In the court's ruling, which has been criticized by animal welfare advocates, it said that the "new leghold trapping systems ... do not operate as 'jaws,' having only one part that moves to ensnare the animal when the animal pulls on a lever with its paw, requiring a level of manual dexterity not available to other species such as dogs."
Liss said the closed traps might reduce the number of dogs who can get hurt, but "certainly, cats are more dexterous and behave in a way like raccoons do."
But, putting aside concerns about pets, is trapping wild animals this way humane, or even necessary?
Hajna said these traps have been thoroughly studied by various wildlife agencies and are in use in many states. But Liss said the studies purporting to find the traps humane aren't properly peer-reviewed and are pseudoscience at best.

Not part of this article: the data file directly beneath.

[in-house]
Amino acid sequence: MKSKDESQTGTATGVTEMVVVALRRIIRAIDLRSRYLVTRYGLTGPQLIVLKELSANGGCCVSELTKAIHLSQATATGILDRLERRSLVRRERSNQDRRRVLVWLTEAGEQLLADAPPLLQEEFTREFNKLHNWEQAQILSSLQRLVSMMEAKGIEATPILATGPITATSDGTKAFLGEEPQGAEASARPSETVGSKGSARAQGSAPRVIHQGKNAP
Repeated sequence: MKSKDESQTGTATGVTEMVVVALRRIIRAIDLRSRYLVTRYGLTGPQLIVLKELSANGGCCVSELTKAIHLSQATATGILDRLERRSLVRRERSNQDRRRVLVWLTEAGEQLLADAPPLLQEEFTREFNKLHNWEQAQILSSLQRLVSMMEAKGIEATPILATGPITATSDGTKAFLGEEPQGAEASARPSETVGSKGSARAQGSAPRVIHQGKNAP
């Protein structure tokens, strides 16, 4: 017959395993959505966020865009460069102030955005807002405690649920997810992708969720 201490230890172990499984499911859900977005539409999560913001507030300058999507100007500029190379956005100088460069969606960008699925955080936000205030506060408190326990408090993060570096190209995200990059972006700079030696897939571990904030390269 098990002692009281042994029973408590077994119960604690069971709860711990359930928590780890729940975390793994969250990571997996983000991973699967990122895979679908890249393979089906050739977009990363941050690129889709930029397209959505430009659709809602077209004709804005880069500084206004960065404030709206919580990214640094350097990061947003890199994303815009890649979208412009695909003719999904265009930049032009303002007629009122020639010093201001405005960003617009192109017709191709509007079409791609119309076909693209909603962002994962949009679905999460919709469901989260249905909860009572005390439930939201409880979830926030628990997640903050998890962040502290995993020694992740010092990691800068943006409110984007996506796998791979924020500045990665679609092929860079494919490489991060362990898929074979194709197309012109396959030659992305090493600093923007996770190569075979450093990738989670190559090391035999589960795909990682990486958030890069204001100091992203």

"Raccoons are, in New Jersey, the primary carriers of rabies," Hajna said. "The trapping provides a management tool. Without some sort of control any animal will expand and its populations will grow and that increases the risk to ecological balance, as well as public safety."
Place pointed out that for more than 30 years the state has been able to successfully manage opossums and raccoons in other ways. "The rabies concern seems like a pretty trumped up claim," she said.